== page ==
As Russia's first capitalist leader for more than 70 years, Boris Yeltsin was rarely seen wearing anything but a well-cut suit. But when you want to win over the people of the remote Republic of Tuva, it helps to don the local garb and become proficient at the two most respected skills, horse riding and throat singing. Although the isolated region of Tuva remains nominally a part of Russia it is a virtual world away from Moscow and following the collapse of the Soviet Union tensions soon flared between locals and ethnic Russians. Yeltsin made a number of visits there throughout his presidency in order to persuade the people of Tuva to remain within the Russian republic and wearing local dress was often a good way to win over non-ethnic Russians. The region is predominantly Buddhist and most inhabitants follow the teachings of the Dalai Lama.

Bill Clinton; Indonesia, 1994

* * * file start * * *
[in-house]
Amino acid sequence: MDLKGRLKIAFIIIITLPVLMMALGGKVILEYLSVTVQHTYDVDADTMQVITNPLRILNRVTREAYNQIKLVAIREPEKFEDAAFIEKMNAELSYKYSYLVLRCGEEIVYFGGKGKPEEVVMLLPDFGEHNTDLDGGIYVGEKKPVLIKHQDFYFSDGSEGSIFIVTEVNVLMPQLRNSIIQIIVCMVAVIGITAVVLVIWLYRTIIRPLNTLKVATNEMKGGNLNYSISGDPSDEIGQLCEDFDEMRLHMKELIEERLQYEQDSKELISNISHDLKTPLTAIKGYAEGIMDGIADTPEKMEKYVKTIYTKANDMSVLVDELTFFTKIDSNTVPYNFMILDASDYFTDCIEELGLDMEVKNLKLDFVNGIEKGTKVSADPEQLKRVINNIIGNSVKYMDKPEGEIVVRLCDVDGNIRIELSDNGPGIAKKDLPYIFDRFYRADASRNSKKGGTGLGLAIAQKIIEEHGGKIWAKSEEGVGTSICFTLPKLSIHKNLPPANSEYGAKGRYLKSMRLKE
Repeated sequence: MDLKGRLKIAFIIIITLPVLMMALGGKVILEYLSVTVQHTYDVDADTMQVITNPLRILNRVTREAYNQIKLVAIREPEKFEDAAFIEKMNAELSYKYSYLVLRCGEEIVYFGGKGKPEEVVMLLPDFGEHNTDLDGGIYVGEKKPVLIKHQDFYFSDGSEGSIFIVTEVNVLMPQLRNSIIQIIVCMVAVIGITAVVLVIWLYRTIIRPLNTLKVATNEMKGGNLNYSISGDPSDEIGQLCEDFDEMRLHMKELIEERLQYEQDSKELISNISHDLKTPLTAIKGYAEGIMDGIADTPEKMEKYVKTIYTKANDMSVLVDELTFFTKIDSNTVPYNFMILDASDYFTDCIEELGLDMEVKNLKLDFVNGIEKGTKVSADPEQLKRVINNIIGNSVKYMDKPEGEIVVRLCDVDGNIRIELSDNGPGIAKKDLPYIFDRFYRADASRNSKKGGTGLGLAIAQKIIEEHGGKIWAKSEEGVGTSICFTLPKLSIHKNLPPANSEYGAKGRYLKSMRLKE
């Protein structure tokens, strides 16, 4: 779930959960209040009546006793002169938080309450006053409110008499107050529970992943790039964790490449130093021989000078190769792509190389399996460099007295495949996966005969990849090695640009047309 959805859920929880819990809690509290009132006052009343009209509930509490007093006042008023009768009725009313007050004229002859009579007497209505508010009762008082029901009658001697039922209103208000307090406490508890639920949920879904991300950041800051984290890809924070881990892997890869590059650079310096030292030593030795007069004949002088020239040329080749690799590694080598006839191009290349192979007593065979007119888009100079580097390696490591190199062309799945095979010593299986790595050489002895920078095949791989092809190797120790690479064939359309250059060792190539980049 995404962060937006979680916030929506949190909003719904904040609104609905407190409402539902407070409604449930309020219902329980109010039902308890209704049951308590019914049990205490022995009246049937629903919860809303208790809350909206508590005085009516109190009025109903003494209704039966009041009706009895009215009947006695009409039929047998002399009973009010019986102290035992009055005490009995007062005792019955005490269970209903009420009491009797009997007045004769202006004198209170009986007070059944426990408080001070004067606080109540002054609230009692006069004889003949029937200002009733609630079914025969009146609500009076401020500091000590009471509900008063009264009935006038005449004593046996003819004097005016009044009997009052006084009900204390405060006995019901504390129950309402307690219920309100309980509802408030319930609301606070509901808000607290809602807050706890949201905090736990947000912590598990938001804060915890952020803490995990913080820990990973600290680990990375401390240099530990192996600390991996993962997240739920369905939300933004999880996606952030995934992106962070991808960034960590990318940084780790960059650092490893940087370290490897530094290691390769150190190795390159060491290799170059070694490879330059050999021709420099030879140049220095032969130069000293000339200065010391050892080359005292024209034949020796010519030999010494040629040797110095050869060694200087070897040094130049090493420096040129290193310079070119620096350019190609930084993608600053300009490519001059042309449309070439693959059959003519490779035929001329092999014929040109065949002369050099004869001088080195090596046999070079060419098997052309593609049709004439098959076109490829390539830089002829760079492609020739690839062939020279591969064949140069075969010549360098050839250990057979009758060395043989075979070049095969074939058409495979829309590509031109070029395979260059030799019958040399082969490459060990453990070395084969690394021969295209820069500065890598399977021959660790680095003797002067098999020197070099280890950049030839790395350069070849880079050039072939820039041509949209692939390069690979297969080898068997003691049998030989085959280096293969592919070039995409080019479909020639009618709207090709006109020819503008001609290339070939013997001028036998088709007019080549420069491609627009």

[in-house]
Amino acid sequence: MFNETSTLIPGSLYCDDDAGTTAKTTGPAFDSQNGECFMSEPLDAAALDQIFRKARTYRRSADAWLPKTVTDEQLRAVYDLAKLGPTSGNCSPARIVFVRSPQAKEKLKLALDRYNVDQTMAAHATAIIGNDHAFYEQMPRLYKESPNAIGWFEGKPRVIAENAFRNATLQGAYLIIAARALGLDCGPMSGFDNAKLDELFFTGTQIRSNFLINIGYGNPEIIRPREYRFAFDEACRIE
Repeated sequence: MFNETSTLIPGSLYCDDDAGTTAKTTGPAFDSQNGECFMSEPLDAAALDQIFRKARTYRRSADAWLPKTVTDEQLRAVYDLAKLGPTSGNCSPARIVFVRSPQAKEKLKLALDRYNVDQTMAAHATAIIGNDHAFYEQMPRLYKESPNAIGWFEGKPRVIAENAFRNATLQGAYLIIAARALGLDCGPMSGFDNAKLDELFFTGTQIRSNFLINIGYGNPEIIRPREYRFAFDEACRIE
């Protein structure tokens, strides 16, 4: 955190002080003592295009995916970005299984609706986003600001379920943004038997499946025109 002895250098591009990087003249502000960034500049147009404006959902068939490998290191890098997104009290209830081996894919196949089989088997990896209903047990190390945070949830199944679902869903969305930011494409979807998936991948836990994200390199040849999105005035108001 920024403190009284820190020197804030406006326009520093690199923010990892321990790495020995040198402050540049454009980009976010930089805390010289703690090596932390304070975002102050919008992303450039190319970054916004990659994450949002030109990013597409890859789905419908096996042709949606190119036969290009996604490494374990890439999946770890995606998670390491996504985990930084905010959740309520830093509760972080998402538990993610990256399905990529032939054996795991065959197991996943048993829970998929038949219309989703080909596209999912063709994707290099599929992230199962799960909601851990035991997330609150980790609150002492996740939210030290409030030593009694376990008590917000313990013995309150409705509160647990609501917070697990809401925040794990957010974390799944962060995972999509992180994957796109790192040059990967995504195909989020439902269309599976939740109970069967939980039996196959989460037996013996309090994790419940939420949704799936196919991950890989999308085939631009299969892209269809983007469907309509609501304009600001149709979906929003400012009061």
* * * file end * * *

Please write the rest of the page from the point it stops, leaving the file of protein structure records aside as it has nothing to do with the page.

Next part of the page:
When Bill Clinton insisted his guests wear classic US bomber jackets at the 1993 Asia-Pacific Economic Co-operation (Apec) meeting in Seattle, he had no way of knowing what he had started. Ever since, the arguable highlight of Apec has been the tradition of donning the host's national costume. It was one thing to prowl Seattle coffee shops in a bomber jacket; another to squeeze into an ill-fitting brown batik shirt at the 1994 gathering in Bogor, Indonesia. Since then, leaders at Apec summits have donned jackets fashioned from pineapple skin in the Philippines and durumagis in South Korea. But the prize for the biggest sartorial mistake in Apec's history must go to George Bush, who in 2004 wore a poncho to match the colour of his cheeks in Santiago.

Prince Charles; South Africa, 1997

People in the Zulu village of Dukuduku were delighted to see Prince Charles wield their traditional spear and shield so enthusiastically during a trip to South Africa in 1997. There he met another member of royalty, a Zulu chief known as Prince Phillip who, when not meeting international dignitaries, drove a taxi. Accompanying Charles was a young Prince Harry. On his return Prince Charles quipped: "We have collected so many Zulu shields, spears and sticks that we may easily now be able to start a small Zulu war of our own."